Trade Investment Cooperation Framework Agreement (TICFA) with the US Bangladesh

Trade Investment Cooperation Framework Agreement (TICFA) with the US   Bangladesh

Bangladesh seeks trade and investment from the US and other countries. Most economists say that investment up to 34% of GDP (currently GDP of Bangladesh stands at $130 billion) is needed in the next three to five years to cut poverty and to become a middle-income country by 2021. In this respect, private international capital flows, particularly foreign direct investment (FDI) are vital complements to national development efforts.

FDI contributes to financing sustained economic growth over the long term. It is particularly important for its potential to transfer knowledge, technology, create jobs, boost overall productivity, enhance competitiveness and promote entrepreneurship. Eventually it eradicates poverty through economic growth and social development.

Bangladesh is one of the most open economies among the developing countries. It continues to pursue a private sector- led export oriented growth strategy. To implement the free-market economy, Bangladesh has taken appropriate steps in reducing the size of the public sector, almost free convertibility of currency, trade liberalisation by reducing tariffs and encouraging direct foreign investment. 100% percent foreign investment and joint ventures with local private partners and public sector (PPP) is encouraged with tax incentives.

The Export Processing Zones have been set up with attractive incentive package. For security and protection of foreign investors, Bangladesh is a signatory to the Multilateral Investment Guarantee Agency (MIGA), Overseas Private Investment Corporation (OPIC) of USA, International Centre for Settlement of Industrial Disputes (ICSID) and a member of World Intellectual Property Organisation (WIPO).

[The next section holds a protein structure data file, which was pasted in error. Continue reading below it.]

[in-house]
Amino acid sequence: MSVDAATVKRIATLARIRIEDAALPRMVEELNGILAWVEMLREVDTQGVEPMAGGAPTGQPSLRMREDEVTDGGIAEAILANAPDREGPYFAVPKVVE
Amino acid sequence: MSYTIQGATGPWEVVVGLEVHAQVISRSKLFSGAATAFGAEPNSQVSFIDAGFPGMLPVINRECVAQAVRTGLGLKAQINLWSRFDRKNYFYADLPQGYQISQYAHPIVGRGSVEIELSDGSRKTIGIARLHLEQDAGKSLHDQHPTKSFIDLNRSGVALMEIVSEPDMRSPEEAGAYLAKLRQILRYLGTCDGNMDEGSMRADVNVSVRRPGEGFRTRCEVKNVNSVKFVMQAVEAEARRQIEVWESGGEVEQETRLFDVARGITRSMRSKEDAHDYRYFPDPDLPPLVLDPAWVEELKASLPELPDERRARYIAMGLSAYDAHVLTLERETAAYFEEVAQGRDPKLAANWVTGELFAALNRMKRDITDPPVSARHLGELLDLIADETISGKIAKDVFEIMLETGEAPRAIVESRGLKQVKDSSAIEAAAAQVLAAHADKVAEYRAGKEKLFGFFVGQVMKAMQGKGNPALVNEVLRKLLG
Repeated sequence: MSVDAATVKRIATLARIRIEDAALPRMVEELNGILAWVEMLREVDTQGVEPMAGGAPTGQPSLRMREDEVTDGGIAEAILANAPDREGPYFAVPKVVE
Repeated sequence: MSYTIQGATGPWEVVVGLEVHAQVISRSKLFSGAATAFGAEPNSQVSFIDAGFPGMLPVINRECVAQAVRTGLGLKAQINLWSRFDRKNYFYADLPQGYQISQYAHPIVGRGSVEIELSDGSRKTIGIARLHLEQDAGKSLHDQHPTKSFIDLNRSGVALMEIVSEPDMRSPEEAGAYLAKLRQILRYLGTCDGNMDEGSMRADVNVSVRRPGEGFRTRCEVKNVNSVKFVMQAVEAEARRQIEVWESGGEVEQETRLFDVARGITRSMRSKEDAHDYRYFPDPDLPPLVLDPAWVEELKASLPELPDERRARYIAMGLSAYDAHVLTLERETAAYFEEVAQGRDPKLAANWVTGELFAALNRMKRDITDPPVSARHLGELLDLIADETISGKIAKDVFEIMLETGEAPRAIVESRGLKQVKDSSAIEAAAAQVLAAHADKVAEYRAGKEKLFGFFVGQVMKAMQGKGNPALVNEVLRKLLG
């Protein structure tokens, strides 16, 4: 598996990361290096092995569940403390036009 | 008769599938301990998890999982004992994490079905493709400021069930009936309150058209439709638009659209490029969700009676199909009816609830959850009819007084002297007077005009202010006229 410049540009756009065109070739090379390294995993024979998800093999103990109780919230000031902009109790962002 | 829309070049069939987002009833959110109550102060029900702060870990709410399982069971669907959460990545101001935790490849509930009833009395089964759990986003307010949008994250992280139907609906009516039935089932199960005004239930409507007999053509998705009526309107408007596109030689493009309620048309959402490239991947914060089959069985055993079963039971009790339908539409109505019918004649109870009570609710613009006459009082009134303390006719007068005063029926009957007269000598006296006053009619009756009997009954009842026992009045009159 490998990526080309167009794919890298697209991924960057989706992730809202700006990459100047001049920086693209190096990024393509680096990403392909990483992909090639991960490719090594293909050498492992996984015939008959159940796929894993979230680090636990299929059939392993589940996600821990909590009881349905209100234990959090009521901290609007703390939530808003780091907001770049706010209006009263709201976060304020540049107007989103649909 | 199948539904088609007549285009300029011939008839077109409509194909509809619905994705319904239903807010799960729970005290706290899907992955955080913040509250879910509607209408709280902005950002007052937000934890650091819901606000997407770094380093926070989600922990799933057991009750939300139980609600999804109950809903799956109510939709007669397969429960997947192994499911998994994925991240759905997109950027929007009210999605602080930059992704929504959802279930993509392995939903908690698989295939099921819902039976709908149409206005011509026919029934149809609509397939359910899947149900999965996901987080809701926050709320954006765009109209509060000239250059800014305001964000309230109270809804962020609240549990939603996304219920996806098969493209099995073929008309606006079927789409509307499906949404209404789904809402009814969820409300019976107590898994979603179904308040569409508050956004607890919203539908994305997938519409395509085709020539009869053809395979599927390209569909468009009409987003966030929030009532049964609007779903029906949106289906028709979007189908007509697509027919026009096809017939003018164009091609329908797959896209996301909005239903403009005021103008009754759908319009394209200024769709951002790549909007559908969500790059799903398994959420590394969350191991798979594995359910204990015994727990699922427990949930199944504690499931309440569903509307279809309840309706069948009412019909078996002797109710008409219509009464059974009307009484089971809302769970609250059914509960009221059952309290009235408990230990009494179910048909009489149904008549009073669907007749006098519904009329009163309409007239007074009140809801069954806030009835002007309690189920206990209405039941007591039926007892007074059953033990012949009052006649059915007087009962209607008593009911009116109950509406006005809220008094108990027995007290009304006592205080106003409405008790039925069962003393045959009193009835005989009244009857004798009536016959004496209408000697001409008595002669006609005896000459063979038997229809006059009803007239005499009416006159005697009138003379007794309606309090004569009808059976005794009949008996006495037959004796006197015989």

To assure the foreign investors, a new facility of International Arbitration has been set up in Dhaka in the recent years. The company law has been updated, the industrial relations law has been amended. A new labour law is being enacted to enhance labour market efficiency, including maintenance of health and safety regulations of workers.

Bangladesh Board of Investment is the coordinating government agency for foreign investment. The priority given by the government to promotion of foreign investment can be evidenced by the fact that the Prime Minister is the chairperson of the Board of Investment.

During the last forty two years, as per the latest Bangladesh Bank survey report, foreign direct investment (FDI) from the US stands 7th position with $25.6 million in January-June 2012. Majority of the FDI came in the gas and petroleum sectors ($13.5 million) followed by banking ($8.9 million).

The gas and petroleum sectors again received the highest FDI ($521.68 million) followed by banking sector ($123.6 million). FDI from the US is traditionally seen to be important for developing our energy sector, especially in the off-shore areas in the Bay of Bengal after the settlement of maritime boundary last year through International Tribunal.

There is an opportunity to invest more in telecommunications, gas, IT software and leather sectors. Large scope for investment exists in agro-based industries and food processing and canning in Bangladesh.